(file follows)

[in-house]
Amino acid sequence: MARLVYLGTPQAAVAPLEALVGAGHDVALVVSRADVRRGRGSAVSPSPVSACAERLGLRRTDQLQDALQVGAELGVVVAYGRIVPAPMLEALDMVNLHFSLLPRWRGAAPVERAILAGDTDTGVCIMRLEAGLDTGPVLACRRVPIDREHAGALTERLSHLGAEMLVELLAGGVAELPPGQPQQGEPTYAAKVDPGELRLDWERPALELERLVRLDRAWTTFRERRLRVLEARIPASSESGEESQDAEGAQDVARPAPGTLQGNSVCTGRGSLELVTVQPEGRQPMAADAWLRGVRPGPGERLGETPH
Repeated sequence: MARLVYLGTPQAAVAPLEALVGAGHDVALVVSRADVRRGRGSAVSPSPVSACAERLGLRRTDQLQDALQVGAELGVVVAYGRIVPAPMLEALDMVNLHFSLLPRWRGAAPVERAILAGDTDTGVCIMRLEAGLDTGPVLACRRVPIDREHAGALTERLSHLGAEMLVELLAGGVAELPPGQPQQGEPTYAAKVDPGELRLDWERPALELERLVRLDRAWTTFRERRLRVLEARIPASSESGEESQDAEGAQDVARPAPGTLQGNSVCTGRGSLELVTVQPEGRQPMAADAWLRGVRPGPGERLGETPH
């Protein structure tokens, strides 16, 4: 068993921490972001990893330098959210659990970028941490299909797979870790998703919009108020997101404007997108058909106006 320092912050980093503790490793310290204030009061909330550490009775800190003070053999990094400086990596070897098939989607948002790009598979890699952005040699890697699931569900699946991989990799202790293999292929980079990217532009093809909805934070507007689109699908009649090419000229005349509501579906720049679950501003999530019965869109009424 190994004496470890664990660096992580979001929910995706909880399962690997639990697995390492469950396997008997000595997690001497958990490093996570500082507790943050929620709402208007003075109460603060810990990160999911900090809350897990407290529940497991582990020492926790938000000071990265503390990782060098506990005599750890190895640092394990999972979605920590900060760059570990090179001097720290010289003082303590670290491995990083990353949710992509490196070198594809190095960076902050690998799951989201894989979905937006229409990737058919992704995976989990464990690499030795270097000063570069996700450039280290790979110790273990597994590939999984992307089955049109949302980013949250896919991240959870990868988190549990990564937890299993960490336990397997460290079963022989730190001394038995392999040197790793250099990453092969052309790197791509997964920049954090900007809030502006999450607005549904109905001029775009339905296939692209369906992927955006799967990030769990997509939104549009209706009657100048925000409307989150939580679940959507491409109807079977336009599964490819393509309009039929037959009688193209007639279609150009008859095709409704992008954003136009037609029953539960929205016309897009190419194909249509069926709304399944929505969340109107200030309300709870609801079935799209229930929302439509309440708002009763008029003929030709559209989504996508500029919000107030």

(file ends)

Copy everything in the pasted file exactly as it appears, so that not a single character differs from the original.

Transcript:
[in-house]
Amino acid sequence: MARLVYLGTPQAAVAPLEALVGAGHDVALVVSRADVRRGRGSAVSPSPVSACAERLGLRRTDQLQDALQVGAELGVVVAYGRIVPAPMLEALDMVNLHFSLLPRWRGAAPVERAILAGDTDTGVCIMRLEAGLDTGPVLACRRVPIDREHAGALTERLSHLGAEMLVELLAGGVAELPPGQPQQGEPTYAAKVDPGELRLDWERPALELERLVRLDRAWTTFRERRLRVLEARIPASSESGEESQDAEGAQDVARPAPGTLQGNSVCTGRGSLELVTVQPEGRQPMAADAWLRGVRPGPGERLGETPH
Repeated sequence: MARLVYLGTPQAAVAPLEALVGAGHDVALVVSRADVRRGRGSAVSPSPVSACAERLGLRRTDQLQDALQVGAELGVVVAYGRIVPAPMLEALDMVNLHFSLLPRWRGAAPVERAILAGDTDTGVCIMRLEAGLDTGPVLACRRVPIDREHAGALTERLSHLGAEMLVELLAGGVAELPPGQPQQGEPTYAAKVDPGELRLDWERPALELERLVRLDRAWTTFRERRLRVLEARIPASSESGEESQDAEGAQDVARPAPGTLQGNSVCTGRGSLELVTVQPEGRQPMAADAWLRGVRPGPGERLGETPH
């Protein structure tokens, strides 16, 4: 068993921490972001990893330098959210659990970028941490299909797979870790998703919009108020997101404007997108058909106006 320092912050980093503790490793310290204030009061909330550490009775800190003070053999990094400086990596070897098939989607948002790009598979890699952005040699890697699931569900699946991989990799202790293999292929980079990217532009093809909805934070507007689109699908009649090419000229005349509501579906720049679950501003999530019965869109009424 190994004496470890664990660096992580979001929910995706909880399962690997639990697995390492469950396997008997000595997690001497958990490093996570500082507790943050929620709402208007003075109460603060810990990160999911900090809350897990407290529940497991582990020492926790938000000071990265503390990782060098506990005599750890190895640092394990999972979605920590900060760059570990090179001097720290010289003082303590670290491995990083990353949710992509490196070198594809190095960076902050690998799951989201894989979905937006229409990737058919992704995976989990464990690499030795270097000063570069996700450039280290790979110790273990597994590939999984992307089955049109949302980013949250896919991240959870990868988190549990990564937890299993960490336990397997460290079963022989730190001394038995392999040197790793250099990453092969052309790197791509997964920049954090900007809030502006999450607005549904109905001029775009339905296939692209369906992927955006799967990030769990997509939104549009209706009657100048925000409307989150939580679940959507491409109807079977336009599964490819393509309009039929037959009688193209007639279609150009008859095709409704992008954003136009037609029953539960929205016309897009190419194909249509069926709304399944929505969340109107200030309300709870609801079935799209229930929302439509309440708002009763008029003929030709559209989504996508500029919000107030």